“Do you train kids?”
This is one of the most common questions I hear as a personal trainer.
I get it. Not every kid makes the school sports teams. Not every kid has a safe setting to just be outside playing with others. Not every kid can just jump on a bike and ride around for the fun of it. Not every kid even cares.
Between school demands and social media and all the many things that mentally engage kids these days, it is easy for pre-teens and teens alike to spend day after day, sitting, with little or no physical activity. Parents complain that schools are cutting PE hours, and that sports teams are too exclusive and rigged for only the best of the best players.
But – I think it is fair to ask parents to hold a mirror up and ask – “What are you doing to help your child develop fitness as a way of life?”
Facebook reminded me of one reason I tried so hard to stay fit while my kids were young. Believe me – it wasn’t always (ever!) easy, but I was committed to making sure they could at least see that I was willing to work for…even struggle for my health and fitness. Parenting is no different for personal trainers and fitness freaks. Our kids are also drawn to the sedentary temptations of our digital age. We all are! We have to struggle to help our kids find the balance of physical activity and sedentary activities – but the struggle has been worth it.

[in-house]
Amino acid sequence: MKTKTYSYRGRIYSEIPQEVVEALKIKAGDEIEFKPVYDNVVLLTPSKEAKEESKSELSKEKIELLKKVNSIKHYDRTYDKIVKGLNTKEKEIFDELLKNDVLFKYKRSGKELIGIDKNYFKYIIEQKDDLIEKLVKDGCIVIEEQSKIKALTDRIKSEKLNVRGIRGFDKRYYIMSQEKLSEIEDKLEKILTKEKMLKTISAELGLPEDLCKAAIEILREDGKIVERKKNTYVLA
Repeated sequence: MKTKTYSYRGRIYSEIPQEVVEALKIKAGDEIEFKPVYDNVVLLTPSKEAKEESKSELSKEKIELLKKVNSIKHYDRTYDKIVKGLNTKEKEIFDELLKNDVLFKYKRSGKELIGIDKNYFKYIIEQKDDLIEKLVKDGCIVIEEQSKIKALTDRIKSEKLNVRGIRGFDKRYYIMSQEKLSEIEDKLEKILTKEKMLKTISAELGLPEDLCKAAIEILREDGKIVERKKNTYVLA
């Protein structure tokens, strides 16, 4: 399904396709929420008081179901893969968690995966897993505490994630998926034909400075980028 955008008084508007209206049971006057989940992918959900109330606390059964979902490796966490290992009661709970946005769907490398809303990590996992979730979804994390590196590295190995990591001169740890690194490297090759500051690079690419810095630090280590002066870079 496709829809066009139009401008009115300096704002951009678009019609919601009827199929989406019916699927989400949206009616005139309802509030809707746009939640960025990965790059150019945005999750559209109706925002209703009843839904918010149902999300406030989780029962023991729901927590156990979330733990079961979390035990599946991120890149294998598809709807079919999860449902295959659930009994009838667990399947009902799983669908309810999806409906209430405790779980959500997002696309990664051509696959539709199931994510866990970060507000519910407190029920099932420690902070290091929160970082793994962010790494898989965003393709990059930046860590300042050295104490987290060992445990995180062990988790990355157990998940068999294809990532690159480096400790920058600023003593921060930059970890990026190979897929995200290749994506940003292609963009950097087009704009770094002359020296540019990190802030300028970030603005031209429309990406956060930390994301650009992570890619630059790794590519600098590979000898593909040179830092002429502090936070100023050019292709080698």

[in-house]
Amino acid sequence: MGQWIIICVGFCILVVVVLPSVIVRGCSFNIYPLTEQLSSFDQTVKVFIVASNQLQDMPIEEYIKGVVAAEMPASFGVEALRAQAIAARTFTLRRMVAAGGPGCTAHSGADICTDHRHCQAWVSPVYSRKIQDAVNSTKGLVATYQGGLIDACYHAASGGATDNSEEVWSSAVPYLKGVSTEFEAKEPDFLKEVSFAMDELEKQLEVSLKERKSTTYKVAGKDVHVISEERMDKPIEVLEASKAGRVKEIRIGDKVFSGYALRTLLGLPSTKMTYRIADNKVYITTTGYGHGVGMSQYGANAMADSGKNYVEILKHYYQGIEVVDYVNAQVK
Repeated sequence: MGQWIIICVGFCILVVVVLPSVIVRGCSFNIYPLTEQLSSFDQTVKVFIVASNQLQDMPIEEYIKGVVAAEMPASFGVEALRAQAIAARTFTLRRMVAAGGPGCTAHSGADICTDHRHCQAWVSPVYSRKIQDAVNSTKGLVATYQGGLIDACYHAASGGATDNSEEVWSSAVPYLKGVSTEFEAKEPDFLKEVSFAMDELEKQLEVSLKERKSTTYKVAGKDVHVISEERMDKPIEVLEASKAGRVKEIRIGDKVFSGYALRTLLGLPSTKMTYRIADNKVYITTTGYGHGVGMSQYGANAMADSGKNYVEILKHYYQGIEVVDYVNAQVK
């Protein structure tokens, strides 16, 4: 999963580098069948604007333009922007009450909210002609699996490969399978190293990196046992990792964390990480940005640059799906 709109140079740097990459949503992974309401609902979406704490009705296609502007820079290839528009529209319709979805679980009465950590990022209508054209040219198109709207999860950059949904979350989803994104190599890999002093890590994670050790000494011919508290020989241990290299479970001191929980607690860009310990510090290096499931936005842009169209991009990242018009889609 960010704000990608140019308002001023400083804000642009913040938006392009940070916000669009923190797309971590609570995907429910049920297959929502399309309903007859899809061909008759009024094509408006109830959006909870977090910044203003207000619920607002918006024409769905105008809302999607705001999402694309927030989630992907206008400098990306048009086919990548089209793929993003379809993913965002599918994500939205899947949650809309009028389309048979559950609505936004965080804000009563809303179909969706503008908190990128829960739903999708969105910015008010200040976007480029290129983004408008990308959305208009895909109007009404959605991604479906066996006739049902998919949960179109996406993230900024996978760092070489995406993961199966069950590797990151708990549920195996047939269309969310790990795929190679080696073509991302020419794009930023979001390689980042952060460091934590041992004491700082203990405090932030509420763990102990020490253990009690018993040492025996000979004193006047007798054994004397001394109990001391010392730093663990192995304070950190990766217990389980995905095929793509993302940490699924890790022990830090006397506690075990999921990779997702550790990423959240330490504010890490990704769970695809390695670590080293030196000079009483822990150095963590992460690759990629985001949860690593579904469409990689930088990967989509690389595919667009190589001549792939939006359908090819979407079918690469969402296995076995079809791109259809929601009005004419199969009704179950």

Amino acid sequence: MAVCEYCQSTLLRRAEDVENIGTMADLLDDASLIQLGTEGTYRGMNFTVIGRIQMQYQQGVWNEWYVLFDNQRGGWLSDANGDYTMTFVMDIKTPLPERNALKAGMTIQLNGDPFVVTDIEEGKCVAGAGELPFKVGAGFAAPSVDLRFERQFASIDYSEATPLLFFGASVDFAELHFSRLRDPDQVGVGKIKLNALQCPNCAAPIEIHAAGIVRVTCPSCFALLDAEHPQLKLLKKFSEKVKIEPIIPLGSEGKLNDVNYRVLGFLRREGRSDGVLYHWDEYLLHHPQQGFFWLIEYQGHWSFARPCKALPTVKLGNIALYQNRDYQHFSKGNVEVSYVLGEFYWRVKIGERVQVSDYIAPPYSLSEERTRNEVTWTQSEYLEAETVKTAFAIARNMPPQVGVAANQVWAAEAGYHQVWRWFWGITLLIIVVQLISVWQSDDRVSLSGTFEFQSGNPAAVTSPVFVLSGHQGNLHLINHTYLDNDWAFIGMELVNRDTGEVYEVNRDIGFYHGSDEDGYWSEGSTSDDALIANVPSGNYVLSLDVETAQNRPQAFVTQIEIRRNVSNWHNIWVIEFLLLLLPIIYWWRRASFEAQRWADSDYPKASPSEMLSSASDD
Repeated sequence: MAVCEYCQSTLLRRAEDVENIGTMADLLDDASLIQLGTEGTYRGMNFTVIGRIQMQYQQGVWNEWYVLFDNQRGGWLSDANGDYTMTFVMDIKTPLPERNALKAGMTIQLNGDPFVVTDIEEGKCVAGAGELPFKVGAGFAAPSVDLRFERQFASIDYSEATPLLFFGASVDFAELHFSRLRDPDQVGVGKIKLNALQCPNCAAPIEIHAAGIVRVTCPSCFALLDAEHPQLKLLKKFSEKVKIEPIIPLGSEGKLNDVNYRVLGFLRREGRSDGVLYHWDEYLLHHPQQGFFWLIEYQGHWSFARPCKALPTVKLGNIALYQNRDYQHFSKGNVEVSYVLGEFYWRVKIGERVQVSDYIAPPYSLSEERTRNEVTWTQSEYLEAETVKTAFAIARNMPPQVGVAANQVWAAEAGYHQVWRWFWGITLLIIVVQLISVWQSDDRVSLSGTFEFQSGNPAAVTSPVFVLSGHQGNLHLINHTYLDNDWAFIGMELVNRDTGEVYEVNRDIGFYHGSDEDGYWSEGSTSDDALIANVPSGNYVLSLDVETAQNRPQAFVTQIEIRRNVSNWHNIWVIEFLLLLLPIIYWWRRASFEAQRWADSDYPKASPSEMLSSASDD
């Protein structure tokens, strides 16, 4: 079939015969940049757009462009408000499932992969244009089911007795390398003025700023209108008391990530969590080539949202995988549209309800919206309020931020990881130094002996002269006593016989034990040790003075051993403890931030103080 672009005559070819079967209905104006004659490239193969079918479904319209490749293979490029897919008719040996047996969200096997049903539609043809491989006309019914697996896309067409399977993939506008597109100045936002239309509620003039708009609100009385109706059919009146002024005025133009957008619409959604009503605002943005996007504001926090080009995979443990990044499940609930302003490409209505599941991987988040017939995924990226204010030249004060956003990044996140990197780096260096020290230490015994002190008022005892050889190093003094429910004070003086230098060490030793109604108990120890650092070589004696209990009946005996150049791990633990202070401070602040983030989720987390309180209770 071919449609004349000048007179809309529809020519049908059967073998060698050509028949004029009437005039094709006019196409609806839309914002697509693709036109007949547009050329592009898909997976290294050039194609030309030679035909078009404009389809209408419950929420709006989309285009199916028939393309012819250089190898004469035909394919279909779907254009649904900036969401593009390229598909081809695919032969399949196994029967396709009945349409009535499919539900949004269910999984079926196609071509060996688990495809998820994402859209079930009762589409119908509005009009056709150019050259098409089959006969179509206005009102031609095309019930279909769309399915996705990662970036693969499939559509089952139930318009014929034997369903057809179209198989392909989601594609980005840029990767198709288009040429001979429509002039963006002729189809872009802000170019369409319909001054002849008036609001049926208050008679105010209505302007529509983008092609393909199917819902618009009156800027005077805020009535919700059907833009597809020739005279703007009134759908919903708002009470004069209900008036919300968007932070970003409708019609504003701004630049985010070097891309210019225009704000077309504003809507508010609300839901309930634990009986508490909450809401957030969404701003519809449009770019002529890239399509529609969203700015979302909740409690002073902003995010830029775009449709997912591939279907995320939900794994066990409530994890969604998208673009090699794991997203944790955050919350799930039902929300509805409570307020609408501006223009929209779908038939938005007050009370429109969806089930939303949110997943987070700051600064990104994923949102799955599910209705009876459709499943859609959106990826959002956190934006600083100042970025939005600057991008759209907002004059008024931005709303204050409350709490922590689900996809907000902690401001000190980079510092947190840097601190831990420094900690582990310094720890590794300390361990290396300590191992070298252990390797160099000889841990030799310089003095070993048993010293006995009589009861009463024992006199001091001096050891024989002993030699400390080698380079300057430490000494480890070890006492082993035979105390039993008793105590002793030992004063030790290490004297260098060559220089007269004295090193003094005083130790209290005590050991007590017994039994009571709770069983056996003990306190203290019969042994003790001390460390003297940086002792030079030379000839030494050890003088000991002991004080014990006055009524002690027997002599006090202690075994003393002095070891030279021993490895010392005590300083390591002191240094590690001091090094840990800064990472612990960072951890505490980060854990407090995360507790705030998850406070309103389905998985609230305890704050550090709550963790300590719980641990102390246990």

I had forgotten about it until Facebook just popped up a little video memory I posted 6 years ago this morning. Here I am with my daughter, running our first 10k together – promising each other not to stop or walk – rewarding ourselves with a foot massage if we did it.
And we did it!
Check out our video.
You don’t have to be super fit. You just have to be willing. Train with your child for a 5k race. Sign up for it and train for it. Reward yourselves with a special treat, like a fitbit, or massage, tickets to a play, or new running shoes. You both will benefit from the exercise, and the deepening of your relationship as you learn to struggle together for the benefit of each other.
I will train your kids…
…but you have to have sessions too. If kids are given personal training sessions to develop fitness in place of having an active childhood, they are training in isolation of the big picture of life. When they stop going to personal training sessions, their muscles will atrophy as their interest wanes and fitness won’t seem like a worthy pursuit. But if the training sessions are leading to an outcome, like family weight control, family finish lines, an awesome, active family vacation etc…they can sink their hearts into it, not because they are expected to, but because they want to.
I barely remember that run with my daughter…but I remember the foot massage like it was yesterday. Struggle is the stuff of bonding.